David’s violent streak is barely controlled against Saul, and later we see it unleashed against Bathsheba and Uriah. But in this instance, Abigail intervenes, saving David from himself.
Abigail: A Skilled Diplomat in the Art of Peacemaking
David met his strategic match in Abigail, a successful businesswoman who had navigated the world of abusive men. As Birch says, “If David was quick to take action for violence, Abigail matches his decisiveness in the effort to avoid violence.”6 Taking executive action, she quickly loads donkeys with a feast of supplies for David’s men.
Like her clever ancestor Jacob who anticipated meeting Esau’s vengeance, Abigail sent the supplies ahead to appease and distract David’s anger, softening him before they met face-to-face. Rather than sending a mediator in her place, she courageously met David and foreshadowed Jesus by taking her husband’s blame upon herself to save him and her entire household.7 As a peacemaker she employed the diplomatic skills women have used to persuade men for eons, convincing David that she was on his side.8
Thus Abigail convinced David to save himself from the stain of bloodguilt that would impede his path to the throne. Abigail also anticipated the Davidic Covenant in 2 Samuel 7 by prophesying that “the Lord your God will certainly make a lasting dynasty for my lord, because you fight the Lord’s battles” (1 Sam. 25:28a).9 In so doing Abigail saved not just herself and her household, but David’s future and the future of Israel!
Just as David heeded his first wife Michal’s strategic plan to save his life, David listens to Abigail and recognizes God speaking through her, saying, “Praise be to the Lord, the God of Israel, who has sent you today to meet me. May you be blessed for your good judgment and for keeping me from bloodshed this day and from avenging myself with my own hands” (1 Sam. 25:32–33).
He then admits what Abigail and anyone who has experienced abuse knows, violence affects more than the intended target. Though David’s explicit plan was to take out the men, he knows there would have been collateral damage, saying, “Otherwise, as surely as the Lord, the God of Israel, lives, who has kept me from harming you, if you had not come quickly to meet me . . .” (1 Sam. 25:34).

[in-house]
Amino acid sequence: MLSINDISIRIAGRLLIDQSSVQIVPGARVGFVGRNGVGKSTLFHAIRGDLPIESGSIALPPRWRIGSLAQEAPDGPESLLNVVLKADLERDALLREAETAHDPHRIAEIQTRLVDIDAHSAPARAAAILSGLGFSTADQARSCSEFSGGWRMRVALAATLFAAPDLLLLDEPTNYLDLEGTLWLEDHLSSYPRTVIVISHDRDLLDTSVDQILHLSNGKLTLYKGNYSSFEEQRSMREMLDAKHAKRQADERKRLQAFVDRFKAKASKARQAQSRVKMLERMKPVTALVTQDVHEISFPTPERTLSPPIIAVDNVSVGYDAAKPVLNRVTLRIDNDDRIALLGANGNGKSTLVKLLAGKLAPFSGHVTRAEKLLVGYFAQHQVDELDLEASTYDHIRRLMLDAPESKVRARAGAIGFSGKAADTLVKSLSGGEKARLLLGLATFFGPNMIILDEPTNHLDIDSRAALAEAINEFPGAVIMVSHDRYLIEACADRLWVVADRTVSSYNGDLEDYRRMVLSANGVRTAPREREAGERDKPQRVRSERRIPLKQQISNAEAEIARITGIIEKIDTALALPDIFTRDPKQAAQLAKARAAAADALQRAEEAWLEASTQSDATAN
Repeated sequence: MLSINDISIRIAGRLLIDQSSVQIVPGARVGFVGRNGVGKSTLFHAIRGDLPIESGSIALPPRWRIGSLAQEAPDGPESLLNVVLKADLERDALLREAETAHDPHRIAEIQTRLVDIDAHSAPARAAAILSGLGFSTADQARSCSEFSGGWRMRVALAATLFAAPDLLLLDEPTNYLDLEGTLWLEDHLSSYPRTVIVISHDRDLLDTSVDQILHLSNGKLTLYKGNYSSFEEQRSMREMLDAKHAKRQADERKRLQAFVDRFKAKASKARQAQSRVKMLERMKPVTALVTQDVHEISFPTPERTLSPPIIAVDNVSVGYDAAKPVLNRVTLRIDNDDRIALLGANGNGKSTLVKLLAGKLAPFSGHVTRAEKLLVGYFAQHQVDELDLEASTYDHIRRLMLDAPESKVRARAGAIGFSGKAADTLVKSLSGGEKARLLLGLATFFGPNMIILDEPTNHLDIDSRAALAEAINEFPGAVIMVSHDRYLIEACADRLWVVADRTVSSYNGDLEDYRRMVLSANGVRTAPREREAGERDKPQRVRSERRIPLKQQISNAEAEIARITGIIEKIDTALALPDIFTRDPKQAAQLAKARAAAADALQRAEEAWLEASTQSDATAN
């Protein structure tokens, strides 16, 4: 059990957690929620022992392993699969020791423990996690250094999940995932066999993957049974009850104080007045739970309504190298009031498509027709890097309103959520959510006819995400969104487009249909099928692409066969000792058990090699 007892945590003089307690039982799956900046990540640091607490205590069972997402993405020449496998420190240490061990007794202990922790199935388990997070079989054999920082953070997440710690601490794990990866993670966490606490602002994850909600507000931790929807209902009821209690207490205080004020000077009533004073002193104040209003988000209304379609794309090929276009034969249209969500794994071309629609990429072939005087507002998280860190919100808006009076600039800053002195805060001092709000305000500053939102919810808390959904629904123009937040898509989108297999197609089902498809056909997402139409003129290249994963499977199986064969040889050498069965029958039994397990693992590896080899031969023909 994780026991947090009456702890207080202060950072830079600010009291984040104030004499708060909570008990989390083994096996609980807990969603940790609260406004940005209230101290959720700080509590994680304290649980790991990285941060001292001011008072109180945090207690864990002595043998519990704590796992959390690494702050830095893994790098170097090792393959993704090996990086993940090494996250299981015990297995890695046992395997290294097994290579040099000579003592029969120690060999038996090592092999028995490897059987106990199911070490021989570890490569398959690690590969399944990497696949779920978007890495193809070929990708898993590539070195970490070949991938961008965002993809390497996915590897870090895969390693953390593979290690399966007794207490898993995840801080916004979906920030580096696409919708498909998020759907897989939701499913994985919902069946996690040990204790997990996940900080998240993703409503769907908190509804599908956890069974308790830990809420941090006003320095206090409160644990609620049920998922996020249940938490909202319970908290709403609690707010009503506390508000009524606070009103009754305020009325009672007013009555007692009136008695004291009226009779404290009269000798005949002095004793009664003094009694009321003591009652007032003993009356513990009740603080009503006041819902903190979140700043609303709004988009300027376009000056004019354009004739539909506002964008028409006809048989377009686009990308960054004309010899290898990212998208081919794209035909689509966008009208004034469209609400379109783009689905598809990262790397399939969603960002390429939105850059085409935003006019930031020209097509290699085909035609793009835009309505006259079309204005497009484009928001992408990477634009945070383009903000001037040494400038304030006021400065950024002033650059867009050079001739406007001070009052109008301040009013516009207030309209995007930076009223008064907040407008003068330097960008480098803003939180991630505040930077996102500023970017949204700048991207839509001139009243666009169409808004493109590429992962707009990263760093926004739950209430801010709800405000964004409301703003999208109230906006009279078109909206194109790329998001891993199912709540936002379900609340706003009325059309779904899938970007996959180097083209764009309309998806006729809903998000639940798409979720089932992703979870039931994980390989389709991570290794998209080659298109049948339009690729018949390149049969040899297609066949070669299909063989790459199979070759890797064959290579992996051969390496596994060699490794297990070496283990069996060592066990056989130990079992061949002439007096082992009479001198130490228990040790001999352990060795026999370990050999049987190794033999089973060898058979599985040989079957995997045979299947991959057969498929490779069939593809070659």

Though Abigail saves her household from destruction, she is left widowed. Her husband cannot absorb the magnitude of what has happened and dies of shock. When David hears that she has been widowed, he honors her request and remembers her, asking for her hand in marriage (1 Sam. 25:39). Through her incredible skill, Abigail not only saves her household’s lives and David’s reputation, she also secures her own future in the royal household.
Abigail: Old Testament Type-of-Christ by Heather Celoria
Who’s Who? Biblical Models of Women in Leadership by Grace Ying May
Taking Initiative by Karen L. H. Shaw
- Tikva Frymer-Kensky, Reading the Women of the Bible: A New Interpretation of their Stories (New York: Schocken Books, 2002), 317. See also Bruce Birch, “The First and Second Books of Samuel: Introduction, Commentary, and Reflections,” in The New Interpeter’s Bible, Volume Two (Nashville: Abingdon Press, 1998), 1166. See also Jared Byas and Peter Enns, “Joel Baden-The Historical David: The Bible for Normal People,” produced by B4NP Podcast, Bible for Normal People, October 3, 2022. This is not an original idea. Many scholars note that David’s behavior, and especially his willingness to kill all of the men in Nabal’s household for not “paying up” for services Nabal had no knowledge or choice in securing, is very reminiscent of protection rackets.
- Everett Fox, The Early Prophets: Joshua, Judges, Samuel and Kings, A New Translation with Introductions, Commentary and Notes (New York: Schocken Books, 2014), 400. Fox preserves the literal Hebrew in this English translation, which can also be found in old translations like the KJV. Our modern English translations tend to gentrify David’s language. Fox points out that this language is playing off the insult of dogs—Nabal is a Calebite, a word closely associated with the insulting word “dog,” who pisses on the wall. This is earthy language of military men, not foreign to our own world today.
- Wilda Gafney, Womanist Midrash: A Reintroduction to the Women of the Torah and the Throne, (Louisville: Westminster John Knox Press, 2017), 206. Gafney speaks to the truth that children and spouses of drunks know how to avoid drunken people in their home.
- Kimberly Dickson’s translation. The Hebrew word describing these women is zaviot. Scholars agree that this word has a strong military meaning and describes God as the Lord of Hosts (zaviot), which as Birch says, “emphasizes the God who fights as a warrior for Israel.” Birch, “The First and Second Books of Samuel,” 1087. Considering the strong military meaning of this word, Dickson concludes that patriarchal interpretations are at the root of this translation of “serving” in the context of women at the tent of meeting. If serving was the author’s intention, there is a different common and appropriate word for service.
- Birch, “The First and Second Books of Samuel,” 1166. Birch’s commentary on David’s rise and kingship returns again and again to the issue of David’s violent streak, how it scared him in the case of Saul, how Abigail helped him control it, and how it eventually got the best of him in the case of Bathsheba and Uriah.
- Birch, “The First and Second Books of Samuel,” 1167.
- Heather Celoria, “Abigail: Old Testament Type-of-Christ,” Mutuality, July 12, 2012.
- Frymer-Kensky, Reading the Women of the Bible, 319–320.
- Frymer-Kensky, Reading the Women of the Bible, 321. Birch, “The First and Second Books of Samuel,” 1168.